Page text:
A while back a friend asked me for some advice on behalf of a recent graduate of a developer “boot camp”. The graduate in question had a PhD in an unrelated field and was wondering if they should be applying for Senior positions, despite their inexperience with software specifically.
I didn’t even need to think before responding in the affirmative. Of course, I am biased. When I first started my career as a Software Engineer I had a PhD in an unrelated field, and yet my first employer, Apple, acknowledged this by hiring me into a more advanced position than other new developers.
I suspect that anyone who has a PhD, or has worked extensively with other PhDs, might instinctively agree with this position. Still, I found myself questioning the source of my confidence. What was it about having a PhD that would qualify someone to jump into a Senior role? I thought about “soft skills”, resourcefulness, and other flowery terms. Certainly all of those factor in, but in the end it all comes down to two concepts that will be painfully familiar to every Software Engineer in a Senior position: impostor syndrome and burnout.
If you are not familiar with impostor syndrome, it is the feeling you get when you don’t know how to do something, but you feel as if you should know how to do this thing, and you sense that everyone else knows or will find out that you don’t know how to do this thing that you should. For Software Engineers, it is a constant companion.
So much of what we do in the world of software is novel and unique that it is unsurprising to find oneself in the position of not knowing what to do. On the other hand, the world of software touches on so many different and complex disciplines that it would also not be unusual to find that there is something more to learn. Impostor syndrome comes from not being able to discriminate between these two situations and always assuming it’s the later.
Impostor syndrome can be downright paralyzing, and being able to confront it is key to the success of any Software Engineering career. So how does having a PhD help? One of my favorite metaphors for how scientific progress is made is to imagine climbing a mountain with a handful of dirt. When you reach the top of the mountain, you place that dirt at the top, then turn around and head back to the bottom for another handful.
In other words, the scientific process is focused on searching out those places where “not knowing what to do next” indicates that you can add your own contribution to humankind’s general pursuit of knowledge. Before you can become a successful scientist you must master being able to discriminate these areas from areas where you simply haven’t learned enough yet. There are subtle clues that one can use to differentiate between the two, and having a PhD indicates that you’ve mastered this art.
Writing software is a creative process on par with, well, writing. Just as writers can experience writer’s block, Software Engineers have to constantly worry about burnout. There are many reasons that one might suffer from it, and many different strategies to combat it. The bottom line is that the specter of burnout is very real for every Software Engineer. It can be a potential career killer.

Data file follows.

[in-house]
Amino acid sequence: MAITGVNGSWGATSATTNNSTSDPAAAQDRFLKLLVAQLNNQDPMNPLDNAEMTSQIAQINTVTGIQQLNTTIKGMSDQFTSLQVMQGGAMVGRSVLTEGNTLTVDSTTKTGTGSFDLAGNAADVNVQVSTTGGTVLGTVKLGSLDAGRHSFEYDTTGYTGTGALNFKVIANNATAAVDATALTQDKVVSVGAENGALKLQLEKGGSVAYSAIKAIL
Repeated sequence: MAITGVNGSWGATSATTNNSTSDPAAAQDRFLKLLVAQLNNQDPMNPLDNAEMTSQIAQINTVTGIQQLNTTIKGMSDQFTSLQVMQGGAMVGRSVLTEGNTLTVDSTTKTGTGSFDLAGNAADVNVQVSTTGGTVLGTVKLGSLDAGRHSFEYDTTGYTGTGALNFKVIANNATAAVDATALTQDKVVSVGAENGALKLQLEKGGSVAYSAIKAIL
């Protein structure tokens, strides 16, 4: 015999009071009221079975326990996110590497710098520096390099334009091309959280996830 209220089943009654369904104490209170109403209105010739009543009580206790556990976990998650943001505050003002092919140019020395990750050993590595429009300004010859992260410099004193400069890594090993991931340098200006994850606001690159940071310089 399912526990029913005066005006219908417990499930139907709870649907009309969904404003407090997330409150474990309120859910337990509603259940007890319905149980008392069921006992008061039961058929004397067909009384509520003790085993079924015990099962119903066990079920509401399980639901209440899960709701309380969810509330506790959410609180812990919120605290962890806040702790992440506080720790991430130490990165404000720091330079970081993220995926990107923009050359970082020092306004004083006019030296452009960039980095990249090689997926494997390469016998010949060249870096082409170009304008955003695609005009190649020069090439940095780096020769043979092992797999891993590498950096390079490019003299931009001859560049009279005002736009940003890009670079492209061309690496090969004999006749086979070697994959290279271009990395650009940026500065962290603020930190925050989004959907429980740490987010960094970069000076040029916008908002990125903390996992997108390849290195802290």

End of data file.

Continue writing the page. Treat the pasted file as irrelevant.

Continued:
So, again, what does this have to do with having a PhD? I think my wife (then girlfriend) said it best when we were both studying for our PhDs: if you tied a donkey to a lab bench and left it there for 10 years, they’d award it a PhD! (After she said this, as encouragement, I bought her a stuffed donkey and tied it to her bench.)
I was once told that no one’s PhD dissertation takes more than a year’s worth of research to produce. The reason that people take 6, 7, or (as in my case) 8 years to get a PhD is because your first idea will inevitably fail, and then your second idea will fail. Year after year you will have new ideas and they will fail again, and again, and again. If someone tells you that they took 8 years to finish their PhD, you can bet they spent the first 7 doing nothing but failing.
Burnout is not just a thing for Software Engineers. Scientists can suffer from it as well. When I first started my PhD program, an older student told me of a former classmate who, after becoming completely fed up with the whole process, decided to “move down to the Keys to smoke weed and paint boats for a living”. She followed up by confiding, “I think he may be smarter than the rest of us.”
The causes are many, and the techniques for prevention are different for each person. One thing you can be sure of: if someone has a PhD, they have stared burnout in the face multiple times and have figured out, in their own personal way, how to deal with it.
Obviously, blanket statements such as “you should hire a PhD” are usually wrong. There will always be exceptions, and I would expect any company’s hiring process to be complex and tailored to their specific culture and requirements. That said, if you are hiring for a Senior role and happen to come across a CV from someone with little to no development experience, but with those three all-important letters after their name, maybe don’t toss it on the reject pile right away. You just might be surprised how good of a Senior developer that PhD could be.